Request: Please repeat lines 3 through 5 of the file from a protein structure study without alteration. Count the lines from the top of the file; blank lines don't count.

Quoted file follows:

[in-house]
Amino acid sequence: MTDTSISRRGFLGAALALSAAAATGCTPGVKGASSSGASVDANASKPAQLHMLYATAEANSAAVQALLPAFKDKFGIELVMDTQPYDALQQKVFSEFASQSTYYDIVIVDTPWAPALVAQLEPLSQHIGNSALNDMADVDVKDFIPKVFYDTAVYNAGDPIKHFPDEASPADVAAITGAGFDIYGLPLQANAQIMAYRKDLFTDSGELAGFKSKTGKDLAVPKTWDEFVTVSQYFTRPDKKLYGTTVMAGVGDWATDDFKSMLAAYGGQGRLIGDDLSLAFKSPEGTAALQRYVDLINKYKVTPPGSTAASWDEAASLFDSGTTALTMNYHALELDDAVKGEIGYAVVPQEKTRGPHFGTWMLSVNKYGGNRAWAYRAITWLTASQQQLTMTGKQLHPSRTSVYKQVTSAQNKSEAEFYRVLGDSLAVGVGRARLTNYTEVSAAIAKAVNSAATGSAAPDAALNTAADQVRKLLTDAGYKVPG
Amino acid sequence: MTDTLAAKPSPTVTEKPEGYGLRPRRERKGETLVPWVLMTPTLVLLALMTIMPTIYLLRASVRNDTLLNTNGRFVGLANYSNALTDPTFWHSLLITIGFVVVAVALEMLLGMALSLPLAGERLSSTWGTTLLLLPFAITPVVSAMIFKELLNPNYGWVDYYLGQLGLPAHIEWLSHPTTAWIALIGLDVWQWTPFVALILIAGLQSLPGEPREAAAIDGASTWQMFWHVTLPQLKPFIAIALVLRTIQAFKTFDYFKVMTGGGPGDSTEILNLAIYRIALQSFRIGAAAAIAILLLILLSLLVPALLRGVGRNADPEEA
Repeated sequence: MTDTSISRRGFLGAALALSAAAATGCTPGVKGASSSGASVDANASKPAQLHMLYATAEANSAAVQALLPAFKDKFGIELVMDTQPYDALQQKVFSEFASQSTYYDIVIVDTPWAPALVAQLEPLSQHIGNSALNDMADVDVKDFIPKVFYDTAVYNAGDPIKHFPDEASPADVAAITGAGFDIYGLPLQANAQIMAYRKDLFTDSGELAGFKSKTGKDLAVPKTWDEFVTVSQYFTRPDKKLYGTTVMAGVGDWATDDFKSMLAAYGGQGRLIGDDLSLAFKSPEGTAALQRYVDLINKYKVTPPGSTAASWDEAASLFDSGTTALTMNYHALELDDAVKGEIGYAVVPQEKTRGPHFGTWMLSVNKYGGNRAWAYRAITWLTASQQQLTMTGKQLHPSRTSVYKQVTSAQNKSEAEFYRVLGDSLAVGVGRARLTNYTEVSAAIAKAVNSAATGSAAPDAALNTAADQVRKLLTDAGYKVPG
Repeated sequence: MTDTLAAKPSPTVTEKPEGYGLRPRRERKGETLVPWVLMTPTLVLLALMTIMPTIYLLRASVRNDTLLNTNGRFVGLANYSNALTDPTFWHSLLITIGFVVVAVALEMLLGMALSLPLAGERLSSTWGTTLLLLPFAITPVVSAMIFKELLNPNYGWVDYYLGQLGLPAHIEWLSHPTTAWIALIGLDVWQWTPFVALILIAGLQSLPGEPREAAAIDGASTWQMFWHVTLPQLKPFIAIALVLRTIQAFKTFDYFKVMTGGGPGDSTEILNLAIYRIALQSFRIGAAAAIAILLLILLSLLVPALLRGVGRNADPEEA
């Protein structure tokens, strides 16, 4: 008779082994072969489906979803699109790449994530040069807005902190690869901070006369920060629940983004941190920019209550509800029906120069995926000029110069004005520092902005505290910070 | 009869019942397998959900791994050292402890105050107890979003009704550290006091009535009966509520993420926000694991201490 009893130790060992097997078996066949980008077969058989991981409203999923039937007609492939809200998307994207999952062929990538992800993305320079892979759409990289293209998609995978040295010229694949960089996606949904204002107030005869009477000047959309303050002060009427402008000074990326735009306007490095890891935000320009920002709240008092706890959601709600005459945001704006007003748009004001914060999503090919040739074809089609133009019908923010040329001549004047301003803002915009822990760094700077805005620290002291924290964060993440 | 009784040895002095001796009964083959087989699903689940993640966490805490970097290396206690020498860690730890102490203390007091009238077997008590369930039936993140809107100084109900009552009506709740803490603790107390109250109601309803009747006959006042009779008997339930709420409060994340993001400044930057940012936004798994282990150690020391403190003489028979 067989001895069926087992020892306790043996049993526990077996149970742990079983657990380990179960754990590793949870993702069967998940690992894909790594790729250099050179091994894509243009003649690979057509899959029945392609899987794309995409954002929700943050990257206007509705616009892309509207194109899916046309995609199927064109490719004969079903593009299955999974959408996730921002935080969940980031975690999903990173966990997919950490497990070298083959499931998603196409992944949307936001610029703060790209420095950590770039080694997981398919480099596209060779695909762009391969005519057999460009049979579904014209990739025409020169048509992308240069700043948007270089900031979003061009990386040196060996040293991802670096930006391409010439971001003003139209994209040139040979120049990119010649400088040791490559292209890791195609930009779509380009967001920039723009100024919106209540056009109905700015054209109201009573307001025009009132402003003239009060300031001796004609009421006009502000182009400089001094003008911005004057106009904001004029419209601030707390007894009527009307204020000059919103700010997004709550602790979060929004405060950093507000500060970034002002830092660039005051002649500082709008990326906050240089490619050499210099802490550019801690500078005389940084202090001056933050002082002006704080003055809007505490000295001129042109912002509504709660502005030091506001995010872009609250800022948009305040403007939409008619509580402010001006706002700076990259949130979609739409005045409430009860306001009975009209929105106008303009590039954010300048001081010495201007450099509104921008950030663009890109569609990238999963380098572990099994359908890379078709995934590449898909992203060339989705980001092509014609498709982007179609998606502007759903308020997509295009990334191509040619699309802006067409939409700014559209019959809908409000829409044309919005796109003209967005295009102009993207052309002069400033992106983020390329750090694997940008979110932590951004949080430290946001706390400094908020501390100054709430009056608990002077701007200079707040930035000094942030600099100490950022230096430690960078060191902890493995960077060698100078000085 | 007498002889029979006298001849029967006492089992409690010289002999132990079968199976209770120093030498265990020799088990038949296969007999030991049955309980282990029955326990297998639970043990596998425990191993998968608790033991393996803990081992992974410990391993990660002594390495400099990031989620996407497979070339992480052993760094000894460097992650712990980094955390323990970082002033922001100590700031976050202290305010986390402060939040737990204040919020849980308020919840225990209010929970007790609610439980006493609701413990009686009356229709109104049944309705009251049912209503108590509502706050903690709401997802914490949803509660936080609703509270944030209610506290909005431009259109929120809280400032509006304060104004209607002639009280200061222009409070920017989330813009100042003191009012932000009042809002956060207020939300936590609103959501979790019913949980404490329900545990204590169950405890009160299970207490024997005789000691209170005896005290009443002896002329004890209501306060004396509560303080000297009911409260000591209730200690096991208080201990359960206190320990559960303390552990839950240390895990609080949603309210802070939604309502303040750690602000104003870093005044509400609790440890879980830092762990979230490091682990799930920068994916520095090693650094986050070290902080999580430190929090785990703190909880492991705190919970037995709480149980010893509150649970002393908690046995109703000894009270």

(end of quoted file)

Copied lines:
Amino acid sequence: MTDTLAAKPSPTVTEKPEGYGLRPRRERKGETLVPWVLMTPTLVLLALMTIMPTIYLLRASVRNDTLLNTNGRFVGLANYSNALTDPTFWHSLLITIGFVVVAVALEMLLGMALSLPLAGERLSSTWGTTLLLLPFAITPVVSAMIFKELLNPNYGWVDYYLGQLGLPAHIEWLSHPTTAWIALIGLDVWQWTPFVALILIAGLQSLPGEPREAAAIDGASTWQMFWHVTLPQLKPFIAIALVLRTIQAFKTFDYFKVMTGGGPGDSTEILNLAIYRIALQSFRIGAAAAIAILLLILLSLLVPALLRGVGRNADPEEA
Repeated sequence: MTDTSISRRGFLGAALALSAAAATGCTPGVKGASSSGASVDANASKPAQLHMLYATAEANSAAVQALLPAFKDKFGIELVMDTQPYDALQQKVFSEFASQSTYYDIVIVDTPWAPALVAQLEPLSQHIGNSALNDMADVDVKDFIPKVFYDTAVYNAGDPIKHFPDEASPADVAAITGAGFDIYGLPLQANAQIMAYRKDLFTDSGELAGFKSKTGKDLAVPKTWDEFVTVSQYFTRPDKKLYGTTVMAGVGDWATDDFKSMLAAYGGQGRLIGDDLSLAFKSPEGTAALQRYVDLINKYKVTPPGSTAASWDEAASLFDSGTTALTMNYHALELDDAVKGEIGYAVVPQEKTRGPHFGTWMLSVNKYGGNRAWAYRAITWLTASQQQLTMTGKQLHPSRTSVYKQVTSAQNKSEAEFYRVLGDSLAVGVGRARLTNYTEVSAAIAKAVNSAATGSAAPDAALNTAADQVRKLLTDAGYKVPG
Repeated sequence: MTDTLAAKPSPTVTEKPEGYGLRPRRERKGETLVPWVLMTPTLVLLALMTIMPTIYLLRASVRNDTLLNTNGRFVGLANYSNALTDPTFWHSLLITIGFVVVAVALEMLLGMALSLPLAGERLSSTWGTTLLLLPFAITPVVSAMIFKELLNPNYGWVDYYLGQLGLPAHIEWLSHPTTAWIALIGLDVWQWTPFVALILIAGLQSLPGEPREAAAIDGASTWQMFWHVTLPQLKPFIAIALVLRTIQAFKTFDYFKVMTGGGPGDSTEILNLAIYRIALQSFRIGAAAAIAILLLILLSLLVPALLRGVGRNADPEEA